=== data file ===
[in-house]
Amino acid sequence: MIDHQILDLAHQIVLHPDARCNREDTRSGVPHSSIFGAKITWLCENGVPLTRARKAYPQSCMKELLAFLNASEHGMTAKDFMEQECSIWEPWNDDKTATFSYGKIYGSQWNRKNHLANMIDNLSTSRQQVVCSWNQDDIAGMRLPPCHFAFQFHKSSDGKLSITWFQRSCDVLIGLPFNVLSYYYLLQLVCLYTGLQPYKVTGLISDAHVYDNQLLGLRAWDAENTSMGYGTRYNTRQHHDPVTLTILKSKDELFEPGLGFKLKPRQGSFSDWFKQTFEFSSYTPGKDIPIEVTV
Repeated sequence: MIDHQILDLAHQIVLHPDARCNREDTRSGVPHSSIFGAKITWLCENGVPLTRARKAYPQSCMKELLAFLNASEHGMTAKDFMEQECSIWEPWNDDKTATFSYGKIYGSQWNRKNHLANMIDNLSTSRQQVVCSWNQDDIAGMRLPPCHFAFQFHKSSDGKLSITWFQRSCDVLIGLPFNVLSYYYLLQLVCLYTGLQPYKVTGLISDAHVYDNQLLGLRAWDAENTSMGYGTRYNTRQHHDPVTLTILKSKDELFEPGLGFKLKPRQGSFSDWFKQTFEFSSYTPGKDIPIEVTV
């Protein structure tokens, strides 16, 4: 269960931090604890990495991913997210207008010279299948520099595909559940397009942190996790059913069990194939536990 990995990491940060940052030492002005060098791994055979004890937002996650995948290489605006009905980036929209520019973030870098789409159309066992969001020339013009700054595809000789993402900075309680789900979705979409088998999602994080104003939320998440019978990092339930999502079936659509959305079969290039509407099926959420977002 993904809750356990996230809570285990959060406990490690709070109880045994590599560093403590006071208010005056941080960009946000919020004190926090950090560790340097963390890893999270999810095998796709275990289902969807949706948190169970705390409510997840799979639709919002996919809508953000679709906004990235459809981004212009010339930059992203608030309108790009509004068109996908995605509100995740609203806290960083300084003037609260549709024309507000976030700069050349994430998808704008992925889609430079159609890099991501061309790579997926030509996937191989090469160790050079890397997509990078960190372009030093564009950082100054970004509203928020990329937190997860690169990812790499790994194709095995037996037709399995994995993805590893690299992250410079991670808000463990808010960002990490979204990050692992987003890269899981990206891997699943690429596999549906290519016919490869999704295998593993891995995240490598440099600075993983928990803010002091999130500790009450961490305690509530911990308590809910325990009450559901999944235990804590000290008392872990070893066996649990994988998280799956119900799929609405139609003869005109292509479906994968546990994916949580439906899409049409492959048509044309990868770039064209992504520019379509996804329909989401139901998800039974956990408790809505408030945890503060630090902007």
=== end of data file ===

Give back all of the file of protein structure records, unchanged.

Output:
[in-house]
Amino acid sequence: MIDHQILDLAHQIVLHPDARCNREDTRSGVPHSSIFGAKITWLCENGVPLTRARKAYPQSCMKELLAFLNASEHGMTAKDFMEQECSIWEPWNDDKTATFSYGKIYGSQWNRKNHLANMIDNLSTSRQQVVCSWNQDDIAGMRLPPCHFAFQFHKSSDGKLSITWFQRSCDVLIGLPFNVLSYYYLLQLVCLYTGLQPYKVTGLISDAHVYDNQLLGLRAWDAENTSMGYGTRYNTRQHHDPVTLTILKSKDELFEPGLGFKLKPRQGSFSDWFKQTFEFSSYTPGKDIPIEVTV
Repeated sequence: MIDHQILDLAHQIVLHPDARCNREDTRSGVPHSSIFGAKITWLCENGVPLTRARKAYPQSCMKELLAFLNASEHGMTAKDFMEQECSIWEPWNDDKTATFSYGKIYGSQWNRKNHLANMIDNLSTSRQQVVCSWNQDDIAGMRLPPCHFAFQFHKSSDGKLSITWFQRSCDVLIGLPFNVLSYYYLLQLVCLYTGLQPYKVTGLISDAHVYDNQLLGLRAWDAENTSMGYGTRYNTRQHHDPVTLTILKSKDELFEPGLGFKLKPRQGSFSDWFKQTFEFSSYTPGKDIPIEVTV
């Protein structure tokens, strides 16, 4: 269960931090604890990495991913997210207008010279299948520099595909559940397009942190996790059913069990194939536990 990995990491940060940052030492002005060098791994055979004890937002996650995948290489605006009905980036929209520019973030870098789409159309066992969001020339013009700054595809000789993402900075309680789900979705979409088998999602994080104003939320998440019978990092339930999502079936659509959305079969290039509407099926959420977002 993904809750356990996230809570285990959060406990490690709070109880045994590599560093403590006071208010005056941080960009946000919020004190926090950090560790340097963390890893999270999810095998796709275990289902969807949706948190169970705390409510997840799979639709919002996919809508953000679709906004990235459809981004212009010339930059992203608030309108790009509004068109996908995605509100995740609203806290960083300084003037609260549709024309507000976030700069050349994430998808704008992925889609430079159609890099991501061309790579997926030509996937191989090469160790050079890397997509990078960190372009030093564009950082100054970004509203928020990329937190997860690169990812790499790994194709095995037996037709399995994995993805590893690299992250410079991670808000463990808010960002990490979204990050692992987003890269899981990206891997699943690429596999549906290519016919490869999704295998593993891995995240490598440099600075993983928990803010002091999130500790009450961490305690509530911990308590809910325990009450559901999944235990804590000290008392872990070893066996649990994988998280799956119900799929609405139609003869005109292509479906994968546990994916949580439906899409049409492959048509044309990868770039064209992504520019379509996804329909989401139901998800039974956990408790809505408030945890503060630090902007």